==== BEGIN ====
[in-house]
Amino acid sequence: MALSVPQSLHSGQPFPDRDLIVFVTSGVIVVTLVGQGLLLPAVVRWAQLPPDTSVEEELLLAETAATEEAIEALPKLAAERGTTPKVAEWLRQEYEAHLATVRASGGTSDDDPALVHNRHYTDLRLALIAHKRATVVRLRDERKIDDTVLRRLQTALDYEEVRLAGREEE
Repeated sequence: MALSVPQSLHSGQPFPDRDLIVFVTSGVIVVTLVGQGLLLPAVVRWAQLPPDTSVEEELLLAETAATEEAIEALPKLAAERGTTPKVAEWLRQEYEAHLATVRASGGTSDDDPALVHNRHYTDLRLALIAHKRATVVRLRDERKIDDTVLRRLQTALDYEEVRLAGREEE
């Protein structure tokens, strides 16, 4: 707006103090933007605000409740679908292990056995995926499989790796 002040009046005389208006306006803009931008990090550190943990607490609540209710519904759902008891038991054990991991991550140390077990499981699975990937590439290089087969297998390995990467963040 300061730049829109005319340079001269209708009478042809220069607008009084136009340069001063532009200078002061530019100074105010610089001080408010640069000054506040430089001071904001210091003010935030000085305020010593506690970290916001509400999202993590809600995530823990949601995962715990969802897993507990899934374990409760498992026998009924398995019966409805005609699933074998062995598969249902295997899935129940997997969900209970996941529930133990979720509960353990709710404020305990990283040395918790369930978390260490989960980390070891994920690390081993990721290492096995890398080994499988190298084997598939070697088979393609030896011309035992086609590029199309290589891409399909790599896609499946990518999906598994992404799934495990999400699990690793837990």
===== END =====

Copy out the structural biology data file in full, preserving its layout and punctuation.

[in-house]
Amino acid sequence: MALSVPQSLHSGQPFPDRDLIVFVTSGVIVVTLVGQGLLLPAVVRWAQLPPDTSVEEELLLAETAATEEAIEALPKLAAERGTTPKVAEWLRQEYEAHLATVRASGGTSDDDPALVHNRHYTDLRLALIAHKRATVVRLRDERKIDDTVLRRLQTALDYEEVRLAGREEE
Repeated sequence: MALSVPQSLHSGQPFPDRDLIVFVTSGVIVVTLVGQGLLLPAVVRWAQLPPDTSVEEELLLAETAATEEAIEALPKLAAERGTTPKVAEWLRQEYEAHLATVRASGGTSDDDPALVHNRHYTDLRLALIAHKRATVVRLRDERKIDDTVLRRLQTALDYEEVRLAGREEE
């Protein structure tokens, strides 16, 4: 707006103090933007605000409740679908292990056995995926499989790796 002040009046005389208006306006803009931008990090550190943990607490609540209710519904759902008891038991054990991991991550140390077990499981699975990937590439290089087969297998390995990467963040 300061730049829109005319340079001269209708009478042809220069607008009084136009340069001063532009200078002061530019100074105010610089001080408010640069000054506040430089001071904001210091003010935030000085305020010593506690970290916001509400999202993590809600995530823990949601995962715990969802897993507990899934374990409760498992026998009924398995019966409805005609699933074998062995598969249902295997899935129940997997969900209970996941529930133990979720509960353990709710404020305990990283040395918790369930978390260490989960980390070891994920690390081993990721290492096995890398080994499988190298084997598939070697088979393609030896011309035992086609590029199309290589891409399909790599896609499946990518999906598994992404799934495990999400699990690793837990």